Blood Sample


What is viral hepatitis?

Hepatitis B and C are forms of viral hepatitis. Many different viruses can infect the liver causing short term inflammation which usually resolves. However, two viruses called Hepatitis B Virus (HBV) and Hepatitis C Virus (HCV) commonly cause longer long-term infection in the liver called “chronic hepatitis”.

Who is at risk?

Hepatitis B is common in certain parts of the world such as sub-Saharan Africa, East Asia and parts of Europe. It is most commonly acquired in infancy from mother to child. Vaccinations of newborns immediately after birth has dramatically reduced this transmission. 

In adults, Hepatitis B can be transmitted through infected blood or other body fluids. Therefore exposure to infection is increased in the following situations:

  • Having sex with an infected person

  • Having multiple sexual partners

  • People with sexually transmitted diseases

  • Men who have sex with men (MSM)

  • Those who inject drugs, share needles, razors toothbrushes

  • Living with a person who has chronic Hepatitis B

  • Infants born to an infected mother

  • Occupational exposure

  • Travel to countries with increased rates of Hepatitis B

Hepatitis C is transmitted through exposure to infected blood, so the highest risk to exposure is in those who inject drugs, especially if sharing needles. There is also increased risk in MSM. 

What are the symptoms of viral hepatitis?

The early (acute) phase of viral hepatitis can cause symptoms of nausea, vomiting, fever, abdominal and joint pain, jaundice and dark urine. These symptoms are more likely to occur in acute HBV rather than HCV. However, when infection becomes long term (chronic), most people do not have symptoms, but some can exhibit non-specific symptoms such as tiredness and joint pains.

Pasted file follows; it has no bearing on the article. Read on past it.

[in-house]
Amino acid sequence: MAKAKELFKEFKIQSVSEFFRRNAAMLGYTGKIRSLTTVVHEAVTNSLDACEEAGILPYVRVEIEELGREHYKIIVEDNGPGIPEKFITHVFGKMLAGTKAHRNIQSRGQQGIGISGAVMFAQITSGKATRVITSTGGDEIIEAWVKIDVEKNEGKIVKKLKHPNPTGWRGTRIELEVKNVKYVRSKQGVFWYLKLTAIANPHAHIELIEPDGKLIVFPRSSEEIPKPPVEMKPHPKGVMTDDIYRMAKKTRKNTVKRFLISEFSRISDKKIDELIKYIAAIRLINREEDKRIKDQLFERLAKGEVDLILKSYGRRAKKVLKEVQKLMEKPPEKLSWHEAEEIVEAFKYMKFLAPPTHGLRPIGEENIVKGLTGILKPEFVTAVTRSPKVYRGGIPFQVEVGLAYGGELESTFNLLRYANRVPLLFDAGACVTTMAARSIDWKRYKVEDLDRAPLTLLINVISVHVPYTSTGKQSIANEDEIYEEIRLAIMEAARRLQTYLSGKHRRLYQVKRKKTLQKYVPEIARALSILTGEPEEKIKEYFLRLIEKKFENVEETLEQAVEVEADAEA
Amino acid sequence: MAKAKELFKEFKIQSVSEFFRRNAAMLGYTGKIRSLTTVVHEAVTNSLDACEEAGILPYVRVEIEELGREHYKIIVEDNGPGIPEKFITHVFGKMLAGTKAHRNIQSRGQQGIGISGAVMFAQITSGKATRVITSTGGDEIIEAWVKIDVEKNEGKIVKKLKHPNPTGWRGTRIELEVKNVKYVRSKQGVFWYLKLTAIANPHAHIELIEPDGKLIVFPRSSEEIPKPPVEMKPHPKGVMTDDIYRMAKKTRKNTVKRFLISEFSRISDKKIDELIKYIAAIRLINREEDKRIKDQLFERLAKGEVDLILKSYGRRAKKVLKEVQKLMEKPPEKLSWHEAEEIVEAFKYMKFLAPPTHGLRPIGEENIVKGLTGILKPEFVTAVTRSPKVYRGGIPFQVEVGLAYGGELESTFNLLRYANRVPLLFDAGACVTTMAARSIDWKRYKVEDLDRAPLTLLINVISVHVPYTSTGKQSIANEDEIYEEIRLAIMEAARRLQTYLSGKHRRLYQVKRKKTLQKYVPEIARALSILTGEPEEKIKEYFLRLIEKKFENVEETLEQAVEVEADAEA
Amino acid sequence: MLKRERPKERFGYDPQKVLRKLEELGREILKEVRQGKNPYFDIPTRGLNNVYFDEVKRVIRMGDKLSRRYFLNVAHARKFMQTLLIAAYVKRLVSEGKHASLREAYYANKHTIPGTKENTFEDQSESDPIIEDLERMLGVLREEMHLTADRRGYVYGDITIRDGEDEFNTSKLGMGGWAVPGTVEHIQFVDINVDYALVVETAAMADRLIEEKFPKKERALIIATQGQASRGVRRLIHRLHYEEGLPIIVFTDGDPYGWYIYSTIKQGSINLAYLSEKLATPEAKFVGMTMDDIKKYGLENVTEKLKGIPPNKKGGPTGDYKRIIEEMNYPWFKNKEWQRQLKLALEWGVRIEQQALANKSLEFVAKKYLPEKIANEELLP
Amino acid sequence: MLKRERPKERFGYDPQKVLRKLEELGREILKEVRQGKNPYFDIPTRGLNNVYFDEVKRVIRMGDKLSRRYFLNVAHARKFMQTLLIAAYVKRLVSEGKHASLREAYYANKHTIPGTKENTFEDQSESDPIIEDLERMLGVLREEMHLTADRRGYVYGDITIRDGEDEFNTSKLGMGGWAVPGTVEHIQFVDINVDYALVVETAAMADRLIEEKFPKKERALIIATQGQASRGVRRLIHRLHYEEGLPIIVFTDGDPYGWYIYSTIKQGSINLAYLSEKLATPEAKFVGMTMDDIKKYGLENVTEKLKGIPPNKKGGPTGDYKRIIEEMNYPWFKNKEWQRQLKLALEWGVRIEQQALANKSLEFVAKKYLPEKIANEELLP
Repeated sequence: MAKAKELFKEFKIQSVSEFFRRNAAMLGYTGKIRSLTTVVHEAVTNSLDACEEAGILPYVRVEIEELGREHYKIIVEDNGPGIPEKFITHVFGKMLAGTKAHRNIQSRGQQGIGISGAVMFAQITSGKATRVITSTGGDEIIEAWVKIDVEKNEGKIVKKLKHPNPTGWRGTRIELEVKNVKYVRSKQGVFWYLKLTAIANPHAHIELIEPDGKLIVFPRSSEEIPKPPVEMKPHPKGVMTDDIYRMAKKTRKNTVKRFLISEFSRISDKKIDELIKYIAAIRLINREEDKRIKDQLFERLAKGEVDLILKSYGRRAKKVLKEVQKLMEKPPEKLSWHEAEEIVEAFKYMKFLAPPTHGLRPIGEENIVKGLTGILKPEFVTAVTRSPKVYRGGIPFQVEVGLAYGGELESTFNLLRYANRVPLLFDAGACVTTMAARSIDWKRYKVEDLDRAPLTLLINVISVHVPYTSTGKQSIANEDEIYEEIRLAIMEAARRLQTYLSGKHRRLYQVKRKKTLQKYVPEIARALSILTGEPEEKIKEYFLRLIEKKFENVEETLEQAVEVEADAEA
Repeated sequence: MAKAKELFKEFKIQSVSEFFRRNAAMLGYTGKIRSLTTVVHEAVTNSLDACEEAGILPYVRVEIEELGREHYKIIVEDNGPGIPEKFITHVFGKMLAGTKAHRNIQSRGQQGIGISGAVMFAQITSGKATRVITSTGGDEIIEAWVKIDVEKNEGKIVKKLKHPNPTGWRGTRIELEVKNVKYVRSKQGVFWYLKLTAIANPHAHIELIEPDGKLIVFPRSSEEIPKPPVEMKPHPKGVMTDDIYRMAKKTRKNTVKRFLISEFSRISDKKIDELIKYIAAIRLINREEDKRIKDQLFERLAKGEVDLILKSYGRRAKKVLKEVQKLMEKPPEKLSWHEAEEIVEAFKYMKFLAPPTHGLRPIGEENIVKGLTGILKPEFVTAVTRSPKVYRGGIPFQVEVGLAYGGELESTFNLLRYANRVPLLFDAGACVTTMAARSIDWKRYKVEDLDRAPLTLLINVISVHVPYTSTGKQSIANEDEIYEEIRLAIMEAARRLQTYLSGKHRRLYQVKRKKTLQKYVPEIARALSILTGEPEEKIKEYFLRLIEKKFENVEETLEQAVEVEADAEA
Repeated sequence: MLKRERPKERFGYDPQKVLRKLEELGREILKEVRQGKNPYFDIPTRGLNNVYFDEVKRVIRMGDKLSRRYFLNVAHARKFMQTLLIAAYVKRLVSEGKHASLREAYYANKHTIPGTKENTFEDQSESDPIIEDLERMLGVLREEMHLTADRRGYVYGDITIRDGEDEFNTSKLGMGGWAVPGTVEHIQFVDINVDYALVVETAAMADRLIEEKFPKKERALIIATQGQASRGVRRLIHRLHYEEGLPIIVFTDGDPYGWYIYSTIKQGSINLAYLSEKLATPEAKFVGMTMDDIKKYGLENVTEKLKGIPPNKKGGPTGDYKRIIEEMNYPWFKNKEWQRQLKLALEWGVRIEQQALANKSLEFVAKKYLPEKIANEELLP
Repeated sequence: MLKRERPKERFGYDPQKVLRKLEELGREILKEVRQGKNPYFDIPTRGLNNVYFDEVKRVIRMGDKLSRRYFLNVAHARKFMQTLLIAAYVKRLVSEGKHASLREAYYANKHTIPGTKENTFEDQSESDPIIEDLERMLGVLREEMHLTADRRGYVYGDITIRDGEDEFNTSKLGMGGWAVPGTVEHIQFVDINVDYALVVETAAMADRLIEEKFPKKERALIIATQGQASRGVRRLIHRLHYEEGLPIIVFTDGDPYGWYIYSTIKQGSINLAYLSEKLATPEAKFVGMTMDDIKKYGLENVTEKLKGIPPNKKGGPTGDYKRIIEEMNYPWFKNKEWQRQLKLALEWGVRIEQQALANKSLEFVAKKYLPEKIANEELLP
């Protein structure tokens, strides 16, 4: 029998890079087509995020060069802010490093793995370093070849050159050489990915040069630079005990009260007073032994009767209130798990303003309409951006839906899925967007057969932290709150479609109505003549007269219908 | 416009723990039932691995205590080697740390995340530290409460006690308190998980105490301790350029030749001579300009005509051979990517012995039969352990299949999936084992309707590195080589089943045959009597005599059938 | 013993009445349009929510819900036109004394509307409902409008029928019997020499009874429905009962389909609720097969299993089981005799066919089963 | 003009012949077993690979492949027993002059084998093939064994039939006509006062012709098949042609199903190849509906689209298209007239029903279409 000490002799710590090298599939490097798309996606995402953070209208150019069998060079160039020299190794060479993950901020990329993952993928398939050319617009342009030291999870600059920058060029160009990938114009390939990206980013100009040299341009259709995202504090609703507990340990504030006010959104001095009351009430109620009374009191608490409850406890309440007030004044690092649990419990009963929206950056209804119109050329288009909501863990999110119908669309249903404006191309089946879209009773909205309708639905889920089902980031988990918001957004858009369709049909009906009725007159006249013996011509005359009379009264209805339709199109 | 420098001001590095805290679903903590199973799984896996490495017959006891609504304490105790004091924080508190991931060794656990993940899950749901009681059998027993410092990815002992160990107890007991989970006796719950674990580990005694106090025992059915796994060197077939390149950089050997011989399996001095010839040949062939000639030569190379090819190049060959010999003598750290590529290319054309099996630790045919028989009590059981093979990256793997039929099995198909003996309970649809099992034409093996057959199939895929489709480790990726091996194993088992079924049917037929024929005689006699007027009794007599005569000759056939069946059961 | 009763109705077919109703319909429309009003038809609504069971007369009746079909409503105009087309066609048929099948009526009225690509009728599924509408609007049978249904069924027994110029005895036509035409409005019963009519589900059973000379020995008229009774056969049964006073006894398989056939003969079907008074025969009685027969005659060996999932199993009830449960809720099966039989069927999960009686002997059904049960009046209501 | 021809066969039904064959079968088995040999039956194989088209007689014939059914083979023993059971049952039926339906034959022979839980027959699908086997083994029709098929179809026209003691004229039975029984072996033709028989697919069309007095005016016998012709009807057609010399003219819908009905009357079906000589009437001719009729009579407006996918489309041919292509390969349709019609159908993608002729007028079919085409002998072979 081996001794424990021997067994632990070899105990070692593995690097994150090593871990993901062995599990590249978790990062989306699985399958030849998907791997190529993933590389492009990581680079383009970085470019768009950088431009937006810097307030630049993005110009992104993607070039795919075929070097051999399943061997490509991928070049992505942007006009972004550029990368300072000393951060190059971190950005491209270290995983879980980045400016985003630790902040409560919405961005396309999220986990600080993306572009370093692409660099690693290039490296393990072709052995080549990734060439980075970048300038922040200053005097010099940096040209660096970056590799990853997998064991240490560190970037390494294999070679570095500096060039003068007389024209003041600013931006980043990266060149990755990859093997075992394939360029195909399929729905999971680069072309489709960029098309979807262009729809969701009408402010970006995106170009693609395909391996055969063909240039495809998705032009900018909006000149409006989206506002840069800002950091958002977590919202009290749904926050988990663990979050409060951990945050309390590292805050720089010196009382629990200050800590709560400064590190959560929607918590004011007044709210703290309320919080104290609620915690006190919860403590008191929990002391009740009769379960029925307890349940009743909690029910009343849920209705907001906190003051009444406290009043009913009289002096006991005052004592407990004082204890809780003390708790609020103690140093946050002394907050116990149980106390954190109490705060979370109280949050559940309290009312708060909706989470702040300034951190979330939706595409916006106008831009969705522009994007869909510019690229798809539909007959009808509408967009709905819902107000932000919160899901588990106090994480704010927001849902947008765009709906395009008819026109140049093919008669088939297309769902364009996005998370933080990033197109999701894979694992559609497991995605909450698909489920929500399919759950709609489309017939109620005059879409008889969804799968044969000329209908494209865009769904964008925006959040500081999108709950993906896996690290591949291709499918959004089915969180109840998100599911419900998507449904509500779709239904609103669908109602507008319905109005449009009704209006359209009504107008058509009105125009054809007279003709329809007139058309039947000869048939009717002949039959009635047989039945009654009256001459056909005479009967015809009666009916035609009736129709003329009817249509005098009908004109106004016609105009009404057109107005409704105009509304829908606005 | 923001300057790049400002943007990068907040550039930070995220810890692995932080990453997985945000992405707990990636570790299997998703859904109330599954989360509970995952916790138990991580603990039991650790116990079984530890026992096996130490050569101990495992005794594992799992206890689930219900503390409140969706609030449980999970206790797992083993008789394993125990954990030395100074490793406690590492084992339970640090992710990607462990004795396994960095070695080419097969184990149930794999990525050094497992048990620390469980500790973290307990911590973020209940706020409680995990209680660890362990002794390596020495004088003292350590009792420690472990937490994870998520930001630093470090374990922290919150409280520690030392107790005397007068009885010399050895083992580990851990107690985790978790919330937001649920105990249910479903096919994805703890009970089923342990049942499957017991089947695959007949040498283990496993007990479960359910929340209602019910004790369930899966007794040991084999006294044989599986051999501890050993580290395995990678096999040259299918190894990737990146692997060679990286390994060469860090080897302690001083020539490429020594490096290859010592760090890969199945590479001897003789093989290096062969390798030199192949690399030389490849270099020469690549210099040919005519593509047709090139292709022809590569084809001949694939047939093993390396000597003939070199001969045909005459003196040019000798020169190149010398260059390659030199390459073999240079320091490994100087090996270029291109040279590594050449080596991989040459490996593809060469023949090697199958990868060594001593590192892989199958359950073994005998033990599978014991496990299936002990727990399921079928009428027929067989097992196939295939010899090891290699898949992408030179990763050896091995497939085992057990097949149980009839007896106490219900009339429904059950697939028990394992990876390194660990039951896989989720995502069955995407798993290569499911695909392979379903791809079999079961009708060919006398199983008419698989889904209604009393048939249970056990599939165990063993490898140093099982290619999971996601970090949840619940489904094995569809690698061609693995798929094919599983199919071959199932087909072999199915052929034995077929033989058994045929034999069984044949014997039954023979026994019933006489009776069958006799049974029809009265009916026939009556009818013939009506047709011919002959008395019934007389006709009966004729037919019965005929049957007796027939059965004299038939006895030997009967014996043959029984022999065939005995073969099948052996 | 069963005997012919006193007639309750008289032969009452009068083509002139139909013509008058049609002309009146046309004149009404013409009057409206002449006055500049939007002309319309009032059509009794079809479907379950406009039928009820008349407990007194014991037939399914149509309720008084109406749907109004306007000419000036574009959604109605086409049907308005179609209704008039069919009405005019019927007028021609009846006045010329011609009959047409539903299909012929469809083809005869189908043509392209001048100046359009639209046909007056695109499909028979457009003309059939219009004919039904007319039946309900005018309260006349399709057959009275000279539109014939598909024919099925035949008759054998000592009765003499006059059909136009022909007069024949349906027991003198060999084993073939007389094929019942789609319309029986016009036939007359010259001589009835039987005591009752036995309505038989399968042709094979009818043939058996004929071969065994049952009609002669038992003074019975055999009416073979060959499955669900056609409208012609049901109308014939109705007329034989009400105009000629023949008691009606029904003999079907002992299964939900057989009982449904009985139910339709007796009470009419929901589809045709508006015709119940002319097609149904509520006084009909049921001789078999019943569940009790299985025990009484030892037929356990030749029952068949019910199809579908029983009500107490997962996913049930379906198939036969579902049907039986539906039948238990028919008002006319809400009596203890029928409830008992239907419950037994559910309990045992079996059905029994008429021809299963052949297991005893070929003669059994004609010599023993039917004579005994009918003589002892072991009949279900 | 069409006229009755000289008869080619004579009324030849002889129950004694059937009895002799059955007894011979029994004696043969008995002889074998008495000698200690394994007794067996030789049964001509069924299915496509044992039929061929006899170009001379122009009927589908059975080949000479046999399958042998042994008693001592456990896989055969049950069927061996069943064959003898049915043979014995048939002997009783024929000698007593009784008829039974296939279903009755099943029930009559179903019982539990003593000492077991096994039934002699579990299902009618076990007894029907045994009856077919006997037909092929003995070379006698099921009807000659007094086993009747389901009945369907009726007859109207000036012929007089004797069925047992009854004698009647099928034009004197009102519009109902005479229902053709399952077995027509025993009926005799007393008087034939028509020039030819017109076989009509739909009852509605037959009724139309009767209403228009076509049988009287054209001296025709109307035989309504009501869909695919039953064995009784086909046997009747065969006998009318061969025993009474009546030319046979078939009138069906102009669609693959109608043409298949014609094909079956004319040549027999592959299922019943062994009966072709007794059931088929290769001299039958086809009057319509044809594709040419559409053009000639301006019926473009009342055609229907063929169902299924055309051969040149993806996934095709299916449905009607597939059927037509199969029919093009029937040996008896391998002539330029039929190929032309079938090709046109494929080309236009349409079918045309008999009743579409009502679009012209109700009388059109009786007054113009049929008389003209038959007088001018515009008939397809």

Does viral hepatitis progress?

Yes, in those with chronic viral hepatitis, ongoing liver inflammation can lead to advanced scarring (cirrhosis) in 15-30% of people after 30 years. This has significant consequences including risk of liver failure and liver cancer (HCC). In individuals with chronic viral hepatitis, the degree of liver damage can be assessed by a combination of blood tests, imaging studies and sometimes taking a liver biopsy.

How is viral hepatitis diagnosed?

Both hepatitis B and C can be easily diagnosed through simple blood tests. Often these tests are done routinely in higher risk groups (e.g. in Sexual Health clinics), or they may be requested if liver blood tests are found to be abnormal.

Is there treatment for viral hepatitis?

Yes, there is effective treatment for both hepatitis B and C. In general the treatment for hepatitis B does not completely cure the infection, but is very effective in suppressing the virus, so that liver inflammation is prevented. Whether patients need to be on medication depends on several factors that need assessment by an expert. We now have very effective treatment for hepatitis C which cures the infection.

Viral Hepatitis